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More Evidence of Racial Discrimination, this time in Academics

Our reader Frank has left comments issuing a challenge for Irregular Times and Irregular Times’ readers to provide “ONE EXAMPLE” of evidence pointing to “white privilege” and discrimination against black people in America. Earlier this week, I named and provided references to not one but six research studies that document discrimination against black people in controlled field experiments (also known as “audit studies”) in which actual auditors or paper applications are paired in a way so that the only difference between them is racial identity. Over and over again in these six research studies, statistically and substantively significant results indicate that among equally qualified pairs of applicants, white members of the pairs are more likely to receive positive treatment than black members of the pairs.

Frank is still working at responding to the first of the six research articles, and I don’t mean to rush him through his work, but I would like to add a seventh piece of research. This is another recent field experiment, the results of which were published in the peer-reviewed journal Psychological Science in 2012. In that paper, authors Katherine L. Milkman, Modupe Akinola, and Dolly Chugh (professors of management at the University of Pennsylvania, Columbia Business School and New York University respectively) describe research in which they sent e-mails to 6,548 professors in all doctoral-level graduate programs in the United States. These e-mails featured requests to meet “next Monday coming from fictional people describing themselves as interested in applying to those graduate programs. The fictional applicants’ requests were of comparable written quality, differing only by names, which were selected to strongly indicate racial and gender identity. In their research results, requests by otherwise equivalent applicants with strongly typical white and male names received positive responses 26 percent more often than applicants with non-white and non-male names, indicating both racial and gender discrimination.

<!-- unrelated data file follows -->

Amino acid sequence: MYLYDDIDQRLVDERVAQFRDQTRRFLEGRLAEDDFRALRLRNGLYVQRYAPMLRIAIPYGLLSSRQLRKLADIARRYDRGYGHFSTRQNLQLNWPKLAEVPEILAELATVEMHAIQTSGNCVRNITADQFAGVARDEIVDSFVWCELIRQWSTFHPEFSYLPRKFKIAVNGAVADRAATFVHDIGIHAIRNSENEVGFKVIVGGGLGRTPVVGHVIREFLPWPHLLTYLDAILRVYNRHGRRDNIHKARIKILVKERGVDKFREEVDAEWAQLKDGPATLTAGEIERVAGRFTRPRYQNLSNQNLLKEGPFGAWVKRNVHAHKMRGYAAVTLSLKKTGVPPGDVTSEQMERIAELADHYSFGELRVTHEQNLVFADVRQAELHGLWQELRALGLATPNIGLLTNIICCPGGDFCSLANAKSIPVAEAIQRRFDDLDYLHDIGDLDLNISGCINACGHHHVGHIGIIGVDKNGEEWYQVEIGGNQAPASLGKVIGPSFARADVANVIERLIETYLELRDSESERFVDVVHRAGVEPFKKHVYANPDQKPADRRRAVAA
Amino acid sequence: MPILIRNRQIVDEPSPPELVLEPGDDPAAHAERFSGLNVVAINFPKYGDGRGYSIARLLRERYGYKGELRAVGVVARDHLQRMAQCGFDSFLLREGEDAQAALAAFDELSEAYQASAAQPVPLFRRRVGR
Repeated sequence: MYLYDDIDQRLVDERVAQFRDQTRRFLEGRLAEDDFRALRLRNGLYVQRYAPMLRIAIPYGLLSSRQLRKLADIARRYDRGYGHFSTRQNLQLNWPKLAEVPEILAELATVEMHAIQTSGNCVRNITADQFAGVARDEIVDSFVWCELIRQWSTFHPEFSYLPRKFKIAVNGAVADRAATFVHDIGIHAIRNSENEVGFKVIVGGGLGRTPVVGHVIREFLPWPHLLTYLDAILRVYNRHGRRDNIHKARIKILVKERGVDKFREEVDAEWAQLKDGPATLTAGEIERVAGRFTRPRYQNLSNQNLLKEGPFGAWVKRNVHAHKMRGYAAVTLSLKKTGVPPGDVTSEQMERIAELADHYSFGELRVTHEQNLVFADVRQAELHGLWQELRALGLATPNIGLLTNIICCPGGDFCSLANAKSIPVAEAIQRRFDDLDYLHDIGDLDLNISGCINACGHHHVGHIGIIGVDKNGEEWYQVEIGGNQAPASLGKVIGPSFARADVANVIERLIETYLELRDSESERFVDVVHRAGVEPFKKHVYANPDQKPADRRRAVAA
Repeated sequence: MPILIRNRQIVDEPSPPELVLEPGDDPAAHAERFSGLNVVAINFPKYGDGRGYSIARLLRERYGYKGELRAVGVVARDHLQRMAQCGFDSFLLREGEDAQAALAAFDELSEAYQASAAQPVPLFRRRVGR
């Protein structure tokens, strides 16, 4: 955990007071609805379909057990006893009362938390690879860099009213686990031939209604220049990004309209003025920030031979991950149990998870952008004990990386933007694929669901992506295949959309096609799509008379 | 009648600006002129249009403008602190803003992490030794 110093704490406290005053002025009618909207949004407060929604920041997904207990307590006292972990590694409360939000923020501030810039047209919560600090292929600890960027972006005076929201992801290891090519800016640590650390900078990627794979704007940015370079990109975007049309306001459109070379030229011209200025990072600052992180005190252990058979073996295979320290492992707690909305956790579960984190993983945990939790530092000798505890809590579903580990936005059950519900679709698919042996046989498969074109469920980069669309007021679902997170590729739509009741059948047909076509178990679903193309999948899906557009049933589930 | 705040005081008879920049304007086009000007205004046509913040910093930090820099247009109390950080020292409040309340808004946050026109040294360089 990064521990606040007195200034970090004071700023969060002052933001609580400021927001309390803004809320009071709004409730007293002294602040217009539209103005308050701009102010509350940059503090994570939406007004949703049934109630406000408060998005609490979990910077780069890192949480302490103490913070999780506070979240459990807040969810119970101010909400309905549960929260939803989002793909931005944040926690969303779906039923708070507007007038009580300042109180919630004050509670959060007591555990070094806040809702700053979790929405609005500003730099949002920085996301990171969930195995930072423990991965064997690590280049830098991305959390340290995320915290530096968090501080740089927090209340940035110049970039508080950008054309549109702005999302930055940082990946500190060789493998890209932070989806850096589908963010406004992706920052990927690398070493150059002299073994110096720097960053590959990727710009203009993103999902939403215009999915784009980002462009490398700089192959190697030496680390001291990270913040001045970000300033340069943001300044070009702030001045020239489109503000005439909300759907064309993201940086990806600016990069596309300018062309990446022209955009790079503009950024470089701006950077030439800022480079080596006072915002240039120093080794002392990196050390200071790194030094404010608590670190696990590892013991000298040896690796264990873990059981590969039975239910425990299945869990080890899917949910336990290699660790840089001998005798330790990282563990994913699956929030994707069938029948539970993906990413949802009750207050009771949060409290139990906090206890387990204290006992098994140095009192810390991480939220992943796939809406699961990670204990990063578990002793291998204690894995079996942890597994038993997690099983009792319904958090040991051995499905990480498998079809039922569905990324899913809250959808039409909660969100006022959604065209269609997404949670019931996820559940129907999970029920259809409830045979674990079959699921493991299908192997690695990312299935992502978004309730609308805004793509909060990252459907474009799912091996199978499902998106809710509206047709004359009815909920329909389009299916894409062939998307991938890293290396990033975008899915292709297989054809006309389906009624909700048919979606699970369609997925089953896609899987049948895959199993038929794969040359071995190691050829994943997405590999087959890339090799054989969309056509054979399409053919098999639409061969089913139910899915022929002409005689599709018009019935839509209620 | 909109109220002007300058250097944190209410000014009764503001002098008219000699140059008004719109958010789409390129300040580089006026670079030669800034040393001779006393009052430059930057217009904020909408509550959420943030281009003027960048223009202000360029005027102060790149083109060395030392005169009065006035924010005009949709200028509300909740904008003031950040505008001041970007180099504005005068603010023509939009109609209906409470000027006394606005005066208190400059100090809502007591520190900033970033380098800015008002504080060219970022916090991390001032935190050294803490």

5 thoughts on “More Evidence of Racial Discrimination, this time in Academics”

  1. frank says:

    You named and provided “studies” that allegedly demonstrate “white privilege”. But being these “studies” just what the name says, is not per se “evidence”!! If the reader would like to read my counter comments to one of these studies (an dthe others follow the same flawed concept) then he/she will understand why i shut them down. I am not working in responding to one…i already did, and i am not wasting time with other liberal bullcrap (i.e. the other 5). In such studies is assumed that equality means the rule of the 50/50!! In the real world, labor market and colleges, there are MORE white males going to college or applying for jobs and less minorities. More empirical are statistics on crime, for example,those are real and are facts!! That’s what you failed to provide: facts, not studies, FACTS. A “study” it is just that, an investigation about a situation, but is not “scientifical evidence”. Also, i would like to ask you,mr Cook, what is your “solution” for solving this alleged “white privilege” and “oppression(??)”. If you know of ANY system in the world that works better and in a more fair manner than the American system i would love to hear it!!

    1. Jim Cook says:

      Your comments speak for themselves. I hope that some day you decide to engage with information that might disconfirm your prejudices and actually read the studies that you specifically asked for.

  2. frank says:

    Really a “study” on how college professor respond to request for a “meeting” as an evidence of “white privilege”…really? Can we get more ridiculous than this? What next ? A study on how many airlines refuse seats to minorities? Too many whites flying!!!!! LOL

  3. DrRGP says:

    And how do black reviewers, admissions committees, panels, etc., judge whites relative to any blacks with whom they are competing?

    1. Jim Cook says:

      Thanks for writing. The research I describe here does not regard “reviewers, admissions committees, panels, etc.”, so I cannot empirically speak to that. It regards contact with faculty, who are gateway figures for admission to graduate school but who do not themselves constitute admissions committees. Within these limits, to your point, I suggest you read the research article for yourself:

      And look particularly at Table 2, which shows that there is no statistically significant difference in treatment of Black students by Black professors, compared to the overall main effect.

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